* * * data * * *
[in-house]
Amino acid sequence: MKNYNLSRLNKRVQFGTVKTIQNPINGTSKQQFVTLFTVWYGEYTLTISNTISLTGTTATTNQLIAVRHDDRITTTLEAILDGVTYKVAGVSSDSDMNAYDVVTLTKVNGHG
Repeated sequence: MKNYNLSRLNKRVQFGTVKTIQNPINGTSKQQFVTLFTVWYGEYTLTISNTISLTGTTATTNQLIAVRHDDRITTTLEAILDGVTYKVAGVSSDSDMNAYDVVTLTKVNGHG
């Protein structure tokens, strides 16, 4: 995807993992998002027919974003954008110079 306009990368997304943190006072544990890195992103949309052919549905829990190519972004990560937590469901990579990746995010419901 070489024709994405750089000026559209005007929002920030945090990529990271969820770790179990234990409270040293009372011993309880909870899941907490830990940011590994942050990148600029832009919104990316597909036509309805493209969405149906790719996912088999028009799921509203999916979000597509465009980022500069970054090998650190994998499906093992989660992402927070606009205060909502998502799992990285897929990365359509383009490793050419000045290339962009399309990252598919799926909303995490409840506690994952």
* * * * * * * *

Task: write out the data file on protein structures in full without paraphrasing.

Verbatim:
[in-house]
Amino acid sequence: MKNYNLSRLNKRVQFGTVKTIQNPINGTSKQQFVTLFTVWYGEYTLTISNTISLTGTTATTNQLIAVRHDDRITTTLEAILDGVTYKVAGVSSDSDMNAYDVVTLTKVNGHG
Repeated sequence: MKNYNLSRLNKRVQFGTVKTIQNPINGTSKQQFVTLFTVWYGEYTLTISNTISLTGTTATTNQLIAVRHDDRITTTLEAILDGVTYKVAGVSSDSDMNAYDVVTLTKVNGHG
């Protein structure tokens, strides 16, 4: 995807993992998002027919974003954008110079 306009990368997304943190006072544990890195992103949309052919549905829990190519972004990560937590469901990579990746995010419901 070489024709994405750089000026559209005007929002920030945090990529990271969820770790179990234990409270040293009372011993309880909870899941907490830990940011590994942050990148600029832009919104990316597909036509309805493209969405149906790719996912088999028009799921509203999916979000597509465009980022500069970054090998650190994998499906093992989660992402927070606009205060909502998502799992990285897929990365359509383009490793050419000045290339962009399309990252598919799926909303995490409840506690994952």